It turned down the Centre’s limited defence that it can intercept phones on the ground of security.
“The state cannot get free pass every time by raising national security concerns. No omnibus prohibition can be called against judicial review. Centre should have justified its stand here and not rendered the court a mute spectator,” it observed.
Since the Centre provided no “specific denial”, the court said it had no option “but to accept the submissions of petitioner prima facie” and “appoint an expert committee whose function will be overseen by the Supreme Court.”
The bench admitted it was not satisfied with the writ petitions based on newspaper reports and said it “discourages PILs which are based on media reports.”
However, the fact that petitions were filed by ones who have been direct victims prompted the bench to issue the directions.
“The solicitor general had suggested that many such reports are motivated, however, such omnibus oral submissions cannot be accepted,” the court said.
‘Citizens need to be protected from violation of privacy’
The court also noted down the compelling circumstances that have weighed with it to pass the order. Amongst them are the need to examine whether the Right to Privacy and Freedom of Speech have been impacted, as alleged, the potential chilling effect of such a row, and no clear stand taken by the Government of India regarding actions taken by it.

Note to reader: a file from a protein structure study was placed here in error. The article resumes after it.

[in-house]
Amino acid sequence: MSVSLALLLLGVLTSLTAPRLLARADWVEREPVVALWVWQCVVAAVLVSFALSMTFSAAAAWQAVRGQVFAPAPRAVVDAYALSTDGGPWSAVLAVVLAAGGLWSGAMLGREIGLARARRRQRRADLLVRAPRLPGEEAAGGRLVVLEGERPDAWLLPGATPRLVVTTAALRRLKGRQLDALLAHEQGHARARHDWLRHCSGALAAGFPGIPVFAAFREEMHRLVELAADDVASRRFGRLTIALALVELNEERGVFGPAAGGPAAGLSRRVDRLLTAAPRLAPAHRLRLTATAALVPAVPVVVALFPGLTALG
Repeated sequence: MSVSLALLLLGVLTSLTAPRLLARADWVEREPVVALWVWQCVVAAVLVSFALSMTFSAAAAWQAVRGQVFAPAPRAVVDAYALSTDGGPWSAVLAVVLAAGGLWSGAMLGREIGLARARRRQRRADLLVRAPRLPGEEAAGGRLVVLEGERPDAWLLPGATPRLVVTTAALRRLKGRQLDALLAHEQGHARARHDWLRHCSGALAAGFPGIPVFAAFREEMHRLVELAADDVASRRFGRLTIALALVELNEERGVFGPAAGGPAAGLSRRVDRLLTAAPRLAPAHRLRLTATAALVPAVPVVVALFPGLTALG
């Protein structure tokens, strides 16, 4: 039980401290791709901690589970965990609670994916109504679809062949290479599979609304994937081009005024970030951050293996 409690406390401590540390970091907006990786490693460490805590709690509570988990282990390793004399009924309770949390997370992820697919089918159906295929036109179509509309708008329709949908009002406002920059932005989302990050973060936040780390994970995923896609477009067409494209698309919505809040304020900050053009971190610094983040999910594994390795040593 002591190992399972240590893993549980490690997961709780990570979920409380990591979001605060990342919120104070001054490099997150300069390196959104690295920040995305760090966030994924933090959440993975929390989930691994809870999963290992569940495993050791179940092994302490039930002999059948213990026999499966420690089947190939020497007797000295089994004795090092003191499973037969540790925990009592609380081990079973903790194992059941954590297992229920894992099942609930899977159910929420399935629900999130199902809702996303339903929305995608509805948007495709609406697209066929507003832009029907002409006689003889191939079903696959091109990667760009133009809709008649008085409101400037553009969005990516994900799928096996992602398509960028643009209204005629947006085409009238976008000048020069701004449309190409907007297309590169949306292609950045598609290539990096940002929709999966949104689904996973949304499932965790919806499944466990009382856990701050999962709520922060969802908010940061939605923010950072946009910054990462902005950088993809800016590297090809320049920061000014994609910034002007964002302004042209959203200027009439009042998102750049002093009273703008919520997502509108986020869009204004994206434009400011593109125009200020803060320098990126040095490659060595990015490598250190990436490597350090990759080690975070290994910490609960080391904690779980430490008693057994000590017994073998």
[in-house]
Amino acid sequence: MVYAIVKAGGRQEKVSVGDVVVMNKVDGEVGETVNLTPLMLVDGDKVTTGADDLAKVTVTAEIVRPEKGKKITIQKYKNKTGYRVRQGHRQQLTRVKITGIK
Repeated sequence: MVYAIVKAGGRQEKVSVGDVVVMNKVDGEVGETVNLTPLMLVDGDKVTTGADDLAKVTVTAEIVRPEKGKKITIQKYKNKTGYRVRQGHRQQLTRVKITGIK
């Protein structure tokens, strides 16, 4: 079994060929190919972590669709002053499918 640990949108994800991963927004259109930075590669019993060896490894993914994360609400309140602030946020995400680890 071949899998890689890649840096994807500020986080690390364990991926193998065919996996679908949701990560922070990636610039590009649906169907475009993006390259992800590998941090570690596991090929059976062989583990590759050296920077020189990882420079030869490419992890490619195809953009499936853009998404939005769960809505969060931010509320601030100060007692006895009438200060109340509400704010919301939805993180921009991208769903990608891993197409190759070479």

“Seriousness accorded to the allegations by foreign countries and involvement of foreign parties, possibility that some foreign authority, agency or private entity is involved in placing citizens of this country under surveillance, allegations that the Union or State Governments are party to the rights’ deprivations of the citizens,” the order stated.
It further added the Centre’s counter to the petitions in which it disputed the jurisdiction of the court required further factual examination.
The bench extensively dealt with issues concerning privacy.
“Members of democratic society have reasonable concern of privacy. Citizens need to be protected from violation of privacy,” the bench spoke through its order.
It said the society today lives in an era of information and it was important that while we recognise technology, the privacy of individuals — not only journalists, but the privacy of all citizens — is equally important.
Restrictions on right to privacy are permitted, however, those restrictions have to stand constitutional scrutiny, the court said.
“In today’s world restriction on privacy is to prevent terrorism activity and can only be imposed when needed to protect national security,” the court added.
Surveillance, it stated, and how it is exercised, affects the right and freedom of people. Such technology may have a chilling effect on right to press, the court said.
(Edited by Neha Mahajan)